Spotlight on Hereditary amyloid polyneuropathy

Hereditary amyloidosis is a disease caused by mutations in the transthyretin gene that leads to systemic deposition of amyloid protein. Although patients have multisystem involvement of amyloidosis, cardiomyopathy and peripheral neuropathy with autonomic neuropathy are typically the most prominent disease manifestations and the primary drivers of disability and mortality. New small interfering RNA and antisense oligonucleotide therapies reduce the production of transthyretin protein and slow the progression of hereditary amyloid polyneuropathy and, in some cases, improve measures of neuropathy severity and associated disability.

Although hereditary transthyretin amyloidosis is a rare disease, it is an exciting model for developing new treatments for genetic disease in neurology and in medicine broadly.

In this article, Dr. Rebecca Traub of Columbia University discusses the clinical manifestations, biological basis, diagnosis, and management of hereditary amyloid polyneuropathy.

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Spotlight on Primary systemic amyloidosis: neurologic complications

Amyloidosis is a generic term and refers to the extracellular deposition of fibrils composed of low weight chain of a variety of normal serum proteins.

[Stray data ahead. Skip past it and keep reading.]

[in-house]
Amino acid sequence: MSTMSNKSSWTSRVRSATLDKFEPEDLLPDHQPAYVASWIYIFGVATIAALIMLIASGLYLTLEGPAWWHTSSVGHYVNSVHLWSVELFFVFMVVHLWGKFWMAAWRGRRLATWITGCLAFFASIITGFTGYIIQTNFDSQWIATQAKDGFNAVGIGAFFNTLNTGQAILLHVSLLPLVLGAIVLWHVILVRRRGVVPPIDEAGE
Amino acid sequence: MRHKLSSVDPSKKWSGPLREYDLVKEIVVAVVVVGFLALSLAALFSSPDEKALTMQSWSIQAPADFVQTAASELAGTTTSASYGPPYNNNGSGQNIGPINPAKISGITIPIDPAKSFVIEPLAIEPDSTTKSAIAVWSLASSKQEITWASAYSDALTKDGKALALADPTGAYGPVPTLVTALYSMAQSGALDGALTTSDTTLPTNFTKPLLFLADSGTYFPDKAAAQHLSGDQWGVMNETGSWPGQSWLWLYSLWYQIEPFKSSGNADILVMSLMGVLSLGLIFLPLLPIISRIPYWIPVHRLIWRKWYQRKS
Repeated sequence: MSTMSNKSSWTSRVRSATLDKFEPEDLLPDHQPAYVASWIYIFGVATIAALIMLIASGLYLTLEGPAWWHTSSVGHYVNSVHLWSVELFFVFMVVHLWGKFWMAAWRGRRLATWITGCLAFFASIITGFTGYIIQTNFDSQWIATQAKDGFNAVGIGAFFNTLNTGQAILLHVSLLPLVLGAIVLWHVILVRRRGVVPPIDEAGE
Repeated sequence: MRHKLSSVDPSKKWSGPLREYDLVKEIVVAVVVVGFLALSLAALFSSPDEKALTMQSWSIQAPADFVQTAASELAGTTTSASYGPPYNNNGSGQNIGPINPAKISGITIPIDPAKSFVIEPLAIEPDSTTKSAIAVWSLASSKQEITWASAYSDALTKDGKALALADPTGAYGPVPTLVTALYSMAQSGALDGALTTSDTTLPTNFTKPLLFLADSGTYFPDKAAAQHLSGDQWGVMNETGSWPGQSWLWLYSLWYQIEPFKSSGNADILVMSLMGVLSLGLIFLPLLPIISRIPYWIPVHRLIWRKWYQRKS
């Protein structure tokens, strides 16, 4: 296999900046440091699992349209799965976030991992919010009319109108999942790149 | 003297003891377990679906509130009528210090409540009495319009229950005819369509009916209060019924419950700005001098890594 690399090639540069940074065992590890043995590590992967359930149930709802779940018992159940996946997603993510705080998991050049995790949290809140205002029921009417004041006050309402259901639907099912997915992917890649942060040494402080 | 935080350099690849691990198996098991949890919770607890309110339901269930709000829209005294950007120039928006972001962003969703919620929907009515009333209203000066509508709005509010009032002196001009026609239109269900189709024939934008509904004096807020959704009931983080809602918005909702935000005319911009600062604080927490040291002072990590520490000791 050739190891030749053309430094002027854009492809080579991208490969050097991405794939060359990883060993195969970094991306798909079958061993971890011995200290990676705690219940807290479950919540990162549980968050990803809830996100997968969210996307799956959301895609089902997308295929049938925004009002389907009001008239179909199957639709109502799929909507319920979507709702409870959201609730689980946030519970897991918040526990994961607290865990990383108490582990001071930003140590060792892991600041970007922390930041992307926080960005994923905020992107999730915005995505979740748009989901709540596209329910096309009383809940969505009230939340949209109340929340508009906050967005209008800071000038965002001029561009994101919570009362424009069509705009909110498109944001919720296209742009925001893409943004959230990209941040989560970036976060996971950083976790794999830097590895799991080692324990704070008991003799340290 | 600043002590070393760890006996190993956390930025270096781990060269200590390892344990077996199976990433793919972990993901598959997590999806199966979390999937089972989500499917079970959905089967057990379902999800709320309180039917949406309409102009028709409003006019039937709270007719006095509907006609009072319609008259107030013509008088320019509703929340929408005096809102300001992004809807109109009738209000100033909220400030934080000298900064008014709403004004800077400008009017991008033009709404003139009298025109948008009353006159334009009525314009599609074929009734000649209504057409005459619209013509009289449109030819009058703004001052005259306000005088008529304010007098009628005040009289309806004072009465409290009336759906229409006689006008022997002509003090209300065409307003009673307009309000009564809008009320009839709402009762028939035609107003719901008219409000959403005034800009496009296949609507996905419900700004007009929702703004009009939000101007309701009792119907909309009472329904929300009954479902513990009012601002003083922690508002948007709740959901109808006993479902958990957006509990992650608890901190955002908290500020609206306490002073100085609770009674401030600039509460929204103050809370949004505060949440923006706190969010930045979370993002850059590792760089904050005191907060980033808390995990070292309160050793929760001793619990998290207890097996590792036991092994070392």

Amyloid neuropathy remains a serious, usually rapidly fatal disease. However, in this updated article, Dr. John Kelly and Dr. Elham Bayat of George Washington University discuss evidence indicating that peripheral blood stem cell transplantation has proven to be effective treatment in carefully chosen patients. Patients with limited organ involvement have shown a good response to autologous hematopoietic cell transplantation with prolongation of survival. Early hematopoietic cell transplantation in well-selected patients is the current treatment of choice for amyloid neuropathy. Thus, early diagnosis and referral for treatment is essential before the disease spreads to multiple organs. Prognosis has improved with the use of early mortality risk scores to recognize those patients most at risk for early death. Diagnosis is still based on discovery of amyloid deposits in tissue biopsy identified by immunohistochemistry, but new techniques, such as mass spectrometry, show promise in determining amyloid types. Neurologists, who are most likely to see patients with neuropathy only, are in a favorable position to make an early diagnosis. The discussion of the clinical presentation and laboratory findings in this article can aid in early recognition of this disease.

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